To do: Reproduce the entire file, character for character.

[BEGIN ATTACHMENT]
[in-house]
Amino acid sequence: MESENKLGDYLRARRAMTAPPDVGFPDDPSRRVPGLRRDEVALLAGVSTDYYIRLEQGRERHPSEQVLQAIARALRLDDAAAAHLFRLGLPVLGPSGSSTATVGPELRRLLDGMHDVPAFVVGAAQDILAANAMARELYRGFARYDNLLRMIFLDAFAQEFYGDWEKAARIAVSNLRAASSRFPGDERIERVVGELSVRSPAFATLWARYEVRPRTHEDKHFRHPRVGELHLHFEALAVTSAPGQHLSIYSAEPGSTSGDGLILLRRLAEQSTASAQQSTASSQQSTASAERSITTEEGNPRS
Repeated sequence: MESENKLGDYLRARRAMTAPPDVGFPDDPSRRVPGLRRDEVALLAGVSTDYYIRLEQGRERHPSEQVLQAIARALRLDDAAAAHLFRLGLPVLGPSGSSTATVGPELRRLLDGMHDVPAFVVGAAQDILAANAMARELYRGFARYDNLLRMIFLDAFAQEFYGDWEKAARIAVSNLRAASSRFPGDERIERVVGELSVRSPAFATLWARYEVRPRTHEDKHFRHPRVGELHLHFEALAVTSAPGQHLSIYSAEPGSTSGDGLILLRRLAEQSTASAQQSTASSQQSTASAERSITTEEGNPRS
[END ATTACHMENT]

[in-house]
Amino acid sequence: MESENKLGDYLRARRAMTAPPDVGFPDDPSRRVPGLRRDEVALLAGVSTDYYIRLEQGRERHPSEQVLQAIARALRLDDAAAAHLFRLGLPVLGPSGSSTATVGPELRRLLDGMHDVPAFVVGAAQDILAANAMARELYRGFARYDNLLRMIFLDAFAQEFYGDWEKAARIAVSNLRAASSRFPGDERIERVVGELSVRSPAFATLWARYEVRPRTHEDKHFRHPRVGELHLHFEALAVTSAPGQHLSIYSAEPGSTSGDGLILLRRLAEQSTASAQQSTASSQQSTASAERSITTEEGNPRS
Repeated sequence: MESENKLGDYLRARRAMTAPPDVGFPDDPSRRVPGLRRDEVALLAGVSTDYYIRLEQGRERHPSEQVLQAIARALRLDDAAAAHLFRLGLPVLGPSGSSTATVGPELRRLLDGMHDVPAFVVGAAQDILAANAMARELYRGFARYDNLLRMIFLDAFAQEFYGDWEKAARIAVSNLRAASSRFPGDERIERVVGELSVRSPAFATLWARYEVRPRTHEDKHFRHPRVGELHLHFEALAVTSAPGQHLSIYSAEPGSTSGDGLILLRRLAEQSTASAQQSTASSQQSTASAERSITTEEGNPRS